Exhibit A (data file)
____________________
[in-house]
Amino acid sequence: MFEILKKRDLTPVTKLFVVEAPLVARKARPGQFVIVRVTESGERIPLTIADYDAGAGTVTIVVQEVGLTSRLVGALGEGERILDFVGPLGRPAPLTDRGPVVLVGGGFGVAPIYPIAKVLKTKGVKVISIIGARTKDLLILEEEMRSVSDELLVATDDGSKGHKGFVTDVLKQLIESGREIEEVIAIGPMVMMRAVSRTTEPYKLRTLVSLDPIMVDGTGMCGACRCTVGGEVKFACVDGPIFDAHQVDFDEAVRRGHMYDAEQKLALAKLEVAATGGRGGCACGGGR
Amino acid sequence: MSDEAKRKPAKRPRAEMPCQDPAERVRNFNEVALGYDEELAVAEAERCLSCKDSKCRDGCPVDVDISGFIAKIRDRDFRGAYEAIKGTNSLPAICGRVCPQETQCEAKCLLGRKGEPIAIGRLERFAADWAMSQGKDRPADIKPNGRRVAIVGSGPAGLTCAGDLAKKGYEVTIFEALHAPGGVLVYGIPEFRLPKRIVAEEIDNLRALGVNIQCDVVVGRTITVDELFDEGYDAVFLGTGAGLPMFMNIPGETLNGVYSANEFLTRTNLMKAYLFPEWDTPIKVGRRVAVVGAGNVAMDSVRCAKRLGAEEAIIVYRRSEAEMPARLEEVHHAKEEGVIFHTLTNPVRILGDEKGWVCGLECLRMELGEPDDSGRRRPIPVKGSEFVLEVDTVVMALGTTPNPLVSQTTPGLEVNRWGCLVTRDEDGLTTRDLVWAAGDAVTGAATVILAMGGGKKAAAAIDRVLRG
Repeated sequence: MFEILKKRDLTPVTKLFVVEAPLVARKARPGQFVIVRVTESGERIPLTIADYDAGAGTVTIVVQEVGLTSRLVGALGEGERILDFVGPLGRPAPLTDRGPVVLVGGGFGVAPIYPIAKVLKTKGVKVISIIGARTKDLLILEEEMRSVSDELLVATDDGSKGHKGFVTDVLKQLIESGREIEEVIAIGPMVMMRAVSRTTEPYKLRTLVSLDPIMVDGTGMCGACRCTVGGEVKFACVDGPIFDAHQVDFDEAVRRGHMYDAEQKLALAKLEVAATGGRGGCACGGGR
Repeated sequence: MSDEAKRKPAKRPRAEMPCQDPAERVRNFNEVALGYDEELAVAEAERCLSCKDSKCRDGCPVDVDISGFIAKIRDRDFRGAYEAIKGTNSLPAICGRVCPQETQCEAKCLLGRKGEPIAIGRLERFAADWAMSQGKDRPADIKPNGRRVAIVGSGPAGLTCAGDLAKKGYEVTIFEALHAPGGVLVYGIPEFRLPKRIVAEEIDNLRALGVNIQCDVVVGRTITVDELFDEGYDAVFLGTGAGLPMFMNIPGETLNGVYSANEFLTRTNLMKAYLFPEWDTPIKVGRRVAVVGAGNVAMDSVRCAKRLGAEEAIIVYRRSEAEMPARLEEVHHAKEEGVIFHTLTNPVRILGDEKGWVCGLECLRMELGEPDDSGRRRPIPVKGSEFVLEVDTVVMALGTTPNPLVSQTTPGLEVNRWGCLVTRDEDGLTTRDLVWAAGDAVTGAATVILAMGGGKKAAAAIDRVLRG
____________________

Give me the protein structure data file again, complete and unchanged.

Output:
[in-house]
Amino acid sequence: MFEILKKRDLTPVTKLFVVEAPLVARKARPGQFVIVRVTESGERIPLTIADYDAGAGTVTIVVQEVGLTSRLVGALGEGERILDFVGPLGRPAPLTDRGPVVLVGGGFGVAPIYPIAKVLKTKGVKVISIIGARTKDLLILEEEMRSVSDELLVATDDGSKGHKGFVTDVLKQLIESGREIEEVIAIGPMVMMRAVSRTTEPYKLRTLVSLDPIMVDGTGMCGACRCTVGGEVKFACVDGPIFDAHQVDFDEAVRRGHMYDAEQKLALAKLEVAATGGRGGCACGGGR
Amino acid sequence: MSDEAKRKPAKRPRAEMPCQDPAERVRNFNEVALGYDEELAVAEAERCLSCKDSKCRDGCPVDVDISGFIAKIRDRDFRGAYEAIKGTNSLPAICGRVCPQETQCEAKCLLGRKGEPIAIGRLERFAADWAMSQGKDRPADIKPNGRRVAIVGSGPAGLTCAGDLAKKGYEVTIFEALHAPGGVLVYGIPEFRLPKRIVAEEIDNLRALGVNIQCDVVVGRTITVDELFDEGYDAVFLGTGAGLPMFMNIPGETLNGVYSANEFLTRTNLMKAYLFPEWDTPIKVGRRVAVVGAGNVAMDSVRCAKRLGAEEAIIVYRRSEAEMPARLEEVHHAKEEGVIFHTLTNPVRILGDEKGWVCGLECLRMELGEPDDSGRRRPIPVKGSEFVLEVDTVVMALGTTPNPLVSQTTPGLEVNRWGCLVTRDEDGLTTRDLVWAAGDAVTGAATVILAMGGGKKAAAAIDRVLRG
Repeated sequence: MFEILKKRDLTPVTKLFVVEAPLVARKARPGQFVIVRVTESGERIPLTIADYDAGAGTVTIVVQEVGLTSRLVGALGEGERILDFVGPLGRPAPLTDRGPVVLVGGGFGVAPIYPIAKVLKTKGVKVISIIGARTKDLLILEEEMRSVSDELLVATDDGSKGHKGFVTDVLKQLIESGREIEEVIAIGPMVMMRAVSRTTEPYKLRTLVSLDPIMVDGTGMCGACRCTVGGEVKFACVDGPIFDAHQVDFDEAVRRGHMYDAEQKLALAKLEVAATGGRGGCACGGGR
Repeated sequence: MSDEAKRKPAKRPRAEMPCQDPAERVRNFNEVALGYDEELAVAEAERCLSCKDSKCRDGCPVDVDISGFIAKIRDRDFRGAYEAIKGTNSLPAICGRVCPQETQCEAKCLLGRKGEPIAIGRLERFAADWAMSQGKDRPADIKPNGRRVAIVGSGPAGLTCAGDLAKKGYEVTIFEALHAPGGVLVYGIPEFRLPKRIVAEEIDNLRALGVNIQCDVVVGRTITVDELFDEGYDAVFLGTGAGLPMFMNIPGETLNGVYSANEFLTRTNLMKAYLFPEWDTPIKVGRRVAVVGAGNVAMDSVRCAKRLGAEEAIIVYRRSEAEMPARLEEVHHAKEEGVIFHTLTNPVRILGDEKGWVCGLECLRMELGEPDDSGRRRPIPVKGSEFVLEVDTVVMALGTTPNPLVSQTTPGLEVNRWGCLVTRDEDGLTTRDLVWAAGDAVTGAATVILAMGGGKKAAAAIDRVLRG